Personal Finance: Fudging the facts
With more job candidates than available positions, one Web site is telling little white employment lies on behalf of prospective hires.
As Baltimore Sun writer Eileen Ambrose reports, Careerexcuse.com offers to act as a job seeker's past employer in order to provide a positive job reference.
"It's certainly a sign of desperation," an analyst told Ambrose. "It's a mistake to think that you can lie about something to get in the door and prove yourself."
It never ceases to amaze me what people will do to make money. I know unemployment is high and good jobs are hard to find, but surely people know the service this Web site is offering is a bad, bad way to land a job. Besides, employers are increasingly going to great lengths to check out job candidates, since many have been burned by false information on resumes.
Alas, I know people lie to get jobs. So here's this week's Color of Money Question: What lie have you or someone you know told to land a job? Send your responses to firstname.lastname@example.org. Put "Fudging the Facts" in the subject line. And given the nature of this question, this is one of the few times I'll allow you to remain anonymous. However, please still include your city and state.
The Tale of Two Christmases
Doesn't matter this year if you've been a good little girl or boy (or man or woman, for that matter). The lingering effects of the recession have created a larger gulf between the holiday haves and have nots.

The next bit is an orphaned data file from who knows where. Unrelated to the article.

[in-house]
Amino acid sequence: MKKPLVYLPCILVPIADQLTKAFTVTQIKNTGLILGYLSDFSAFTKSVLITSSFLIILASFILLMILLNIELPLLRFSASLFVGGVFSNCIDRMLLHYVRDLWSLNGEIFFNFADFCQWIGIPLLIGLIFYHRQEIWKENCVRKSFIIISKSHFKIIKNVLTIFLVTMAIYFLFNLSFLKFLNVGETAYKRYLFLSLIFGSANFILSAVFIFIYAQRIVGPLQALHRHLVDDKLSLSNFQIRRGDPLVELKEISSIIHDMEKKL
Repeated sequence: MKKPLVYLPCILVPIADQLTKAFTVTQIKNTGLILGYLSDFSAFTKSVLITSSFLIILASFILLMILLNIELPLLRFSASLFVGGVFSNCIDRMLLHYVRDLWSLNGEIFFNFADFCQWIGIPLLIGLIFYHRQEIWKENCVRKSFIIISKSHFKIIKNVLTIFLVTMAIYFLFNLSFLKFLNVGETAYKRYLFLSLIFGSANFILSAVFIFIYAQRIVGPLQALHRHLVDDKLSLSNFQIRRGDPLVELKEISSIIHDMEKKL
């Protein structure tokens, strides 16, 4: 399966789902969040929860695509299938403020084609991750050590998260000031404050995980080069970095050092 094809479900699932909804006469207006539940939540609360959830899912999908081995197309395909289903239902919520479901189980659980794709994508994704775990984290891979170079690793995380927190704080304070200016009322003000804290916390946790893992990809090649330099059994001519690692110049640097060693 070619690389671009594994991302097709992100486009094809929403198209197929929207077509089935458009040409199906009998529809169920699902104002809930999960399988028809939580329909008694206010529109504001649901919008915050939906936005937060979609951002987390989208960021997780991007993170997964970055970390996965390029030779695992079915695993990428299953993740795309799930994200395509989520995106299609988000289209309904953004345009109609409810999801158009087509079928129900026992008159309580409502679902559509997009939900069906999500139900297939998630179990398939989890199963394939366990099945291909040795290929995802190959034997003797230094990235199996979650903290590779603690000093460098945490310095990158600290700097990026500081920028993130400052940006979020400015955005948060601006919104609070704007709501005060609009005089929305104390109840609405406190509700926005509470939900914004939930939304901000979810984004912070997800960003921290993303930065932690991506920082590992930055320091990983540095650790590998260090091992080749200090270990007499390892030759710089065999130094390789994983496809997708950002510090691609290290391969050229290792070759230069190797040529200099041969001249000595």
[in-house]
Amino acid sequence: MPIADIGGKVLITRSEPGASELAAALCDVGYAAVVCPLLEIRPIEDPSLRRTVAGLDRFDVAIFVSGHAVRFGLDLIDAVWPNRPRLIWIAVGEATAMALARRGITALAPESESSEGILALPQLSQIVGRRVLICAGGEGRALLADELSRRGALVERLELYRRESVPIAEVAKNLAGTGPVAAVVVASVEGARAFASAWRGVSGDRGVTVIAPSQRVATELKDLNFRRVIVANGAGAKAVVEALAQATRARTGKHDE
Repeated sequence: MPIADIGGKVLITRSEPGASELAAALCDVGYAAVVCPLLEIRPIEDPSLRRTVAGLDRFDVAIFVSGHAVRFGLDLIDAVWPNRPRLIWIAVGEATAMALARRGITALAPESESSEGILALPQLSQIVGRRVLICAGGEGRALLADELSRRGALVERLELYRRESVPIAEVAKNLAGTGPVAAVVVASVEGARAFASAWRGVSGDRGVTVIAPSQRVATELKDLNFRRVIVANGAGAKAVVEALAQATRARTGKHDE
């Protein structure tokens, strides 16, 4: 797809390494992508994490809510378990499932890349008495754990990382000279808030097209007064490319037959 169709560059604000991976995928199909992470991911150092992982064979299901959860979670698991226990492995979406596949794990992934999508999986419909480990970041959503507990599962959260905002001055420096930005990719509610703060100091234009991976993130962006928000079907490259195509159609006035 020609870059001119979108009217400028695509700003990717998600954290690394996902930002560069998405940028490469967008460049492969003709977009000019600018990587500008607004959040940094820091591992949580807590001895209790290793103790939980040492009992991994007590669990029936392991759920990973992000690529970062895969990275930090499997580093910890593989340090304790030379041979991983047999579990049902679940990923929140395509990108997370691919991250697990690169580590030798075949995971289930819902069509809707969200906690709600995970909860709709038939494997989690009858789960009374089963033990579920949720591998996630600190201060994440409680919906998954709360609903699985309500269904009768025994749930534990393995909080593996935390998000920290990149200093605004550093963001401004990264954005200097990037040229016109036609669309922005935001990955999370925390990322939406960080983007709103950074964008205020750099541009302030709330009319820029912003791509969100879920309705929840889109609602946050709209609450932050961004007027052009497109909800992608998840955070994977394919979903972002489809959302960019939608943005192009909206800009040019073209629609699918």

Post reporter Ylan Q. Mui writes about this division between American households during the Christmas season.
Mui writes: "Though economists declared the recession officially over last summer, the pace of recovery has been uneven across income levels. The rebound in the stock market and record low mortgage interest rates have mostly benefited affluent households, buoying their confidence in the economy along with their ability - and their desire - to spend. Meanwhile, progress largely has bypassed poorer families who remain hamstrung by anemic wage growth and a higher unemployment rate."
Talk To Me
What a year 2010 has been. Major financial and credit card reform, the recession was declared over (as of last spring) and unemployment still at record highs. We have a lot to chat about. So join me live today. The video chat starts at 11:45 a.m. At noon ET I'll be online for the text chat.